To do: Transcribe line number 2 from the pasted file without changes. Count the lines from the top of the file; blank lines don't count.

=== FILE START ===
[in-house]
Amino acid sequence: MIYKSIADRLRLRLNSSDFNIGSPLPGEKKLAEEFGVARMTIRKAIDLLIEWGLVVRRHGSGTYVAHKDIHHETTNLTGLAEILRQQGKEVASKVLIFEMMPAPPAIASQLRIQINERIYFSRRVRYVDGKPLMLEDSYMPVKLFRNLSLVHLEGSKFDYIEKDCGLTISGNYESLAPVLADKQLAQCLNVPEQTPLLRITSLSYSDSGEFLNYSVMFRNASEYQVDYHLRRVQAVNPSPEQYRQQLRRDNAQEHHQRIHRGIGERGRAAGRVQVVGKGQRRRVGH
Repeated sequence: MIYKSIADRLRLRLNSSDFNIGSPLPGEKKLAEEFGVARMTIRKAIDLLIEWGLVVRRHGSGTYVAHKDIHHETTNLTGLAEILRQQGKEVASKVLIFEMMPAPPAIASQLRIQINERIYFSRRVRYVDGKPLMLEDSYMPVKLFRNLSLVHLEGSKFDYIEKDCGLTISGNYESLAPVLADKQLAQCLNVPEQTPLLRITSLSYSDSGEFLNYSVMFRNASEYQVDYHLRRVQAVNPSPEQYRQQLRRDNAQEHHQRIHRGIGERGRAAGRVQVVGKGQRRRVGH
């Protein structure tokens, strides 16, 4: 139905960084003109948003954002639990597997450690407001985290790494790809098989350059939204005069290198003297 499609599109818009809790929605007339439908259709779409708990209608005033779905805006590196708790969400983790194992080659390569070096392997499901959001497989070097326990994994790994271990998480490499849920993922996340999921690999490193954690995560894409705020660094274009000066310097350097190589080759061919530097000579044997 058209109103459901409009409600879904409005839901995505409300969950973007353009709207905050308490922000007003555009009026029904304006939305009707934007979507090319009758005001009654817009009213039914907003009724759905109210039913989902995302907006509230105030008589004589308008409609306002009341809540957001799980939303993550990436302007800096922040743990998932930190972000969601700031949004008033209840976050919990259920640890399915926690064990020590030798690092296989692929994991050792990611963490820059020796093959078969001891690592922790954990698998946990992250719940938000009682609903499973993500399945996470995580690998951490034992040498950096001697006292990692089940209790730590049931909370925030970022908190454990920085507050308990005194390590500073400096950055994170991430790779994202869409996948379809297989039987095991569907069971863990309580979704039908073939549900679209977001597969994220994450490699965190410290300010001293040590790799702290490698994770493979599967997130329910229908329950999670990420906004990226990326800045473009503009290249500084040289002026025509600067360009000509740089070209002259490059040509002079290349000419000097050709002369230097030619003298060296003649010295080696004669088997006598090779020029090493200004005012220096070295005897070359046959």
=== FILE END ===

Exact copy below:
Amino acid sequence: MIYKSIADRLRLRLNSSDFNIGSPLPGEKKLAEEFGVARMTIRKAIDLLIEWGLVVRRHGSGTYVAHKDIHHETTNLTGLAEILRQQGKEVASKVLIFEMMPAPPAIASQLRIQINERIYFSRRVRYVDGKPLMLEDSYMPVKLFRNLSLVHLEGSKFDYIEKDCGLTISGNYESLAPVLADKQLAQCLNVPEQTPLLRITSLSYSDSGEFLNYSVMFRNASEYQVDYHLRRVQAVNPSPEQYRQQLRRDNAQEHHQRIHRGIGERGRAAGRVQVVGKGQRRRVGH